Christmas Day in Peru, a journal entry from a volunteer serving in Peru:
“Fireworks all over the place, like you have never seen before.” That was the consensus for those of us who had never spent a Christmas Eve in Lima before. The previous night, we had all sat together and shared a delicious meal next to a Christmas tree. Now, on December 25th, it was our turn to share, or rather serve, a holiday meal for 200 kids from Alto Progreso, a struggling community in the outskirts of Lima.
As we drove up to Alto Progreso, we began to leave the city behind. We left the paved streets of Lima’s urban sprawl and entered the dusty roads of the shanty town district.
“Barred gates and doors quickly merged with the bizarre visual cacophony of the scrap wood, corrugated metal, brick, concrete, tires, rock and rebar of the family-made shelters our hosts called home.”
The team carried and handed to the host community boxes with all the necessary for a chocolatada, a traditional Peruvian Christmas meal consisting of hot chocolate and panettone. While the host community prepared the meal, the team taught games and played with the children of Alto Progreso. The likes of “duck-duck-goose” and “sharks and minnows” were carefully selected by our games committee: Ella (9) and Alissa (10).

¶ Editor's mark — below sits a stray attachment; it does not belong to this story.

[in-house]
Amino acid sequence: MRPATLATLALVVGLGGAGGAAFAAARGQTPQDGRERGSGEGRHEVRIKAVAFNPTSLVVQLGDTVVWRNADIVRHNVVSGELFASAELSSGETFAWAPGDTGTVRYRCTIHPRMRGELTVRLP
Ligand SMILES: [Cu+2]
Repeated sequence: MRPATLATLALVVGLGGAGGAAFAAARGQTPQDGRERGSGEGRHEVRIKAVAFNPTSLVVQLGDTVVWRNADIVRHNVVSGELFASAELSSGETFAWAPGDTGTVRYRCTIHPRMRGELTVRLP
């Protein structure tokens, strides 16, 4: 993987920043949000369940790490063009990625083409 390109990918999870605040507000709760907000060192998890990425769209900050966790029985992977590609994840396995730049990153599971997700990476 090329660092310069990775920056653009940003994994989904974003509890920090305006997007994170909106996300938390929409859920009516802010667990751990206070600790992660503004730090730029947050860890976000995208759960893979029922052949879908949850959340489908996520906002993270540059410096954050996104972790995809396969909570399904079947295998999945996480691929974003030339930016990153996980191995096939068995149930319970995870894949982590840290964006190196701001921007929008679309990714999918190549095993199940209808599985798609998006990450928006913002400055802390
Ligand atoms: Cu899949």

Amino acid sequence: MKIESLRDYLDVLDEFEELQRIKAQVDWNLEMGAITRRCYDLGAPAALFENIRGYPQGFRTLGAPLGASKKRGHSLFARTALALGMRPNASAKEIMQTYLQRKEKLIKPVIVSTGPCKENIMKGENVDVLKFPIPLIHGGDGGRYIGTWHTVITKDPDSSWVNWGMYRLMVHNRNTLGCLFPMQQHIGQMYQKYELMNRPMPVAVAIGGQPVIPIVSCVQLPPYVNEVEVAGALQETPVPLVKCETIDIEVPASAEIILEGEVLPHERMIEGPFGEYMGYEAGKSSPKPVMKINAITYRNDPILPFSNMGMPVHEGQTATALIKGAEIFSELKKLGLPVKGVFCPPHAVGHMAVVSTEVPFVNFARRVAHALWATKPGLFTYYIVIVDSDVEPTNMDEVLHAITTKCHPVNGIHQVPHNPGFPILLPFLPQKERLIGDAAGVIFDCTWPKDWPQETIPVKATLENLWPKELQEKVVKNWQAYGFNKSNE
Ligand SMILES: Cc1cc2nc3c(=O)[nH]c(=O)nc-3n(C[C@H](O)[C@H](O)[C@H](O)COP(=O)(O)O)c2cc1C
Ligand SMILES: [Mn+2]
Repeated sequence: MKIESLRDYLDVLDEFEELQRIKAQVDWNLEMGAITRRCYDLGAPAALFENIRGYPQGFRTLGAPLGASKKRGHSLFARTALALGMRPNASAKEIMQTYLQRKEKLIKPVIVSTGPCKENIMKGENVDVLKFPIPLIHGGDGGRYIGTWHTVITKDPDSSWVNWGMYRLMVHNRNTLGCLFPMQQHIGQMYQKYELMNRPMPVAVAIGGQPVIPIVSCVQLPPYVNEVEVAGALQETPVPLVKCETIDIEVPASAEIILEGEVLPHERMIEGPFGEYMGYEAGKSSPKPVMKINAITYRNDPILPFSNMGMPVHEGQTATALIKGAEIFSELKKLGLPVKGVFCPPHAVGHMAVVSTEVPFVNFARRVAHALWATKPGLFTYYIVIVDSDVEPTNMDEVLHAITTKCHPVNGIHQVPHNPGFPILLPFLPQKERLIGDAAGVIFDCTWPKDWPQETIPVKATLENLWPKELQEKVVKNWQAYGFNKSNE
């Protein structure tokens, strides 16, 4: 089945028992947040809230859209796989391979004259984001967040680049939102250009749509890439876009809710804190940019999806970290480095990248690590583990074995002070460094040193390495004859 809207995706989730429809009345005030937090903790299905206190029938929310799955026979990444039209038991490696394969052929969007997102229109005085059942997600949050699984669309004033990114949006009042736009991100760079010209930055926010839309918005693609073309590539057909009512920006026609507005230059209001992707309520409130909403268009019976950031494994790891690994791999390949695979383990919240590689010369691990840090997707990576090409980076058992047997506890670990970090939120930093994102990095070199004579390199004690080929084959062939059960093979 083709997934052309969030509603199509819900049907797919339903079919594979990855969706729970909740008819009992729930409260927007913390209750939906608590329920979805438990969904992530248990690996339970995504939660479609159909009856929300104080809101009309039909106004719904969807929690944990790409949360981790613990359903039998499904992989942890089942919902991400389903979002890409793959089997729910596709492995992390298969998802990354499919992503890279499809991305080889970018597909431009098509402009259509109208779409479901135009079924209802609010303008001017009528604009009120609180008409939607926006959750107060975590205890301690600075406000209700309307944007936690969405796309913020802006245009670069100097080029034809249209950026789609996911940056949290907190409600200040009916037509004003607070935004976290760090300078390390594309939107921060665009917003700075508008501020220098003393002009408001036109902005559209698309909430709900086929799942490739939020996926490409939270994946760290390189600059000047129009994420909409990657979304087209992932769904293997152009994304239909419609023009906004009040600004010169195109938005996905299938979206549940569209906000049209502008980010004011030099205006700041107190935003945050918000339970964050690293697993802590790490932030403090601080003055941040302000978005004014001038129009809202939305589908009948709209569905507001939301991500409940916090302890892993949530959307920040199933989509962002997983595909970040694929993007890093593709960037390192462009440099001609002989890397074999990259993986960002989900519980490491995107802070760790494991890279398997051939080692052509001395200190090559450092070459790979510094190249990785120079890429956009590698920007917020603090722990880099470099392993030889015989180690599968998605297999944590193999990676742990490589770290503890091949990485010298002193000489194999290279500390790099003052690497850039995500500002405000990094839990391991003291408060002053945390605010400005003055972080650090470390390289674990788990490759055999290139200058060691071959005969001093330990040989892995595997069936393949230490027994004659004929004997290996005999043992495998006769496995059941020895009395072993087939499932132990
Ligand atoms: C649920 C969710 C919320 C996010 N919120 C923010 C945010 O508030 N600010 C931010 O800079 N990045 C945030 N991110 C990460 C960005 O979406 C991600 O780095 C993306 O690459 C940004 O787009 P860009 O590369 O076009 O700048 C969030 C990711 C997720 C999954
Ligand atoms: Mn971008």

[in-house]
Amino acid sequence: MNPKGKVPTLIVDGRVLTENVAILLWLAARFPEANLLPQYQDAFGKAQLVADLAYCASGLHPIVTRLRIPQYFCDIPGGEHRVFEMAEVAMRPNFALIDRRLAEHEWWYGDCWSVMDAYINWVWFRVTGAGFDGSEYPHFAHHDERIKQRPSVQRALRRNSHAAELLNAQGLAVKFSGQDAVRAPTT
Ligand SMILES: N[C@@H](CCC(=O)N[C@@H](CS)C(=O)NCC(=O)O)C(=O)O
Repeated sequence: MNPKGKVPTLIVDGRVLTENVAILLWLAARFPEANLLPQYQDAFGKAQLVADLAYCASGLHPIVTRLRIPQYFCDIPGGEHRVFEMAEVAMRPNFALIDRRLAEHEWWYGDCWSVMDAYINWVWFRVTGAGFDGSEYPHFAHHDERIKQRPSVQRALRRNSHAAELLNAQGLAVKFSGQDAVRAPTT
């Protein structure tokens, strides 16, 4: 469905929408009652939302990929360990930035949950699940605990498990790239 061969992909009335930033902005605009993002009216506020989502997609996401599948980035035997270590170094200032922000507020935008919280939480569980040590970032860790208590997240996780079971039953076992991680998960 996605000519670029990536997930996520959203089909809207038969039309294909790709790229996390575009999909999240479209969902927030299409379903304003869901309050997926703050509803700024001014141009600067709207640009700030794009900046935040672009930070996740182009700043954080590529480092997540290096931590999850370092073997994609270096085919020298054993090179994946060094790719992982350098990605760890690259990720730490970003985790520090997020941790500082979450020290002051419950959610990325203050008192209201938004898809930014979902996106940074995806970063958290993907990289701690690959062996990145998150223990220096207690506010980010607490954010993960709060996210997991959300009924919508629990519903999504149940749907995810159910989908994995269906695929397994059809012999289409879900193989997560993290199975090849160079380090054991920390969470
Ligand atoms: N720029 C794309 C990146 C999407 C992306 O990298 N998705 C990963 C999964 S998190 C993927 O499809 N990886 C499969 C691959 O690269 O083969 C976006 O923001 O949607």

Once the cakes were cut and the giant vat of hot chocolate was steaming, we began to serve the people who filled every chair in the hall – perhaps sixty – the super majority being children. Some volunteers were concerned that the children would not eat the panettone we bought for three hundred, but they did.
“Whose math was wrong? Or does love simply compensate?”
The kids, satisfied with the meal, run up the hill with all of us to the soccer field that had taken the community ten years to build. After a long twelve-on-twelve soccer game, Mike Hagele and his daughters (Ella and Allyssa) left their soccer ball behind for our new friends. This was surely a sacrifice given that Ella, her hat, and that ball were constant companions the days prior. Nevertheless, the sacrifice was a decision Ella had made on her own.
After the soccer game, Mr. Córdoba, one of the community leaders, led the volunteers on a tour of his community as he shared its story and struggles. At the end of the day, Mr. Córdoba and Haydee, the president of the community, shared their personal stories. Finally, Haydee thanked the volunteers with words that resonated in the hearts of all who heard them for their sincerity and depth.
“For the team, not only those words, but the stories they heard, the smiles they saw, and the memory of a Christmas day spent serving a struggling community in Peru, will never be forgotten.”